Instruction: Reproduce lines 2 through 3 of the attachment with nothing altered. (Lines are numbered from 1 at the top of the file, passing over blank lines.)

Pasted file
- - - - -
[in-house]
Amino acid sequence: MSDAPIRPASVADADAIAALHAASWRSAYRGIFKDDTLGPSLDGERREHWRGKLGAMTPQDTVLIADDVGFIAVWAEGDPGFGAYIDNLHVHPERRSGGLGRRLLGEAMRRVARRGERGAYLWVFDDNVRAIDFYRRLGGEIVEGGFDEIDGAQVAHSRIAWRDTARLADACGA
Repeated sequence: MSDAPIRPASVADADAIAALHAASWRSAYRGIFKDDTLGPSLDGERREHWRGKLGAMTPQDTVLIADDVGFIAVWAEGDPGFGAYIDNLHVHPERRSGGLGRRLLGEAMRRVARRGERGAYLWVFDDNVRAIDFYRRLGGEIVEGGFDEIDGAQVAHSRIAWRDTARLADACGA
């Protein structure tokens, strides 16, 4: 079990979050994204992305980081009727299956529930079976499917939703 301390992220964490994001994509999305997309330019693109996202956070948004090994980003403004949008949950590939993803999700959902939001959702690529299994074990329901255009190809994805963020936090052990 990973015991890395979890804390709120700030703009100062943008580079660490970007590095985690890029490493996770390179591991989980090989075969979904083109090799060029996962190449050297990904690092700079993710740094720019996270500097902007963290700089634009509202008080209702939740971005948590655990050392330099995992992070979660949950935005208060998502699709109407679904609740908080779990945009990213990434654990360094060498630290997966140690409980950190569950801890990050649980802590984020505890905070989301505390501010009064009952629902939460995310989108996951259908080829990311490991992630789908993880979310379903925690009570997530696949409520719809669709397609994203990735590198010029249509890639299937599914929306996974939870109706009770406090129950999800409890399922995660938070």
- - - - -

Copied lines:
Amino acid sequence: MSDAPIRPASVADADAIAALHAASWRSAYRGIFKDDTLGPSLDGERREHWRGKLGAMTPQDTVLIADDVGFIAVWAEGDPGFGAYIDNLHVHPERRSGGLGRRLLGEAMRRVARRGERGAYLWVFDDNVRAIDFYRRLGGEIVEGGFDEIDGAQVAHSRIAWRDTARLADACGA
Repeated sequence: MSDAPIRPASVADADAIAALHAASWRSAYRGIFKDDTLGPSLDGERREHWRGKLGAMTPQDTVLIADDVGFIAVWAEGDPGFGAYIDNLHVHPERRSGGLGRRLLGEAMRRVARRGERGAYLWVFDDNVRAIDFYRRLGGEIVEGGFDEIDGAQVAHSRIAWRDTARLADACGA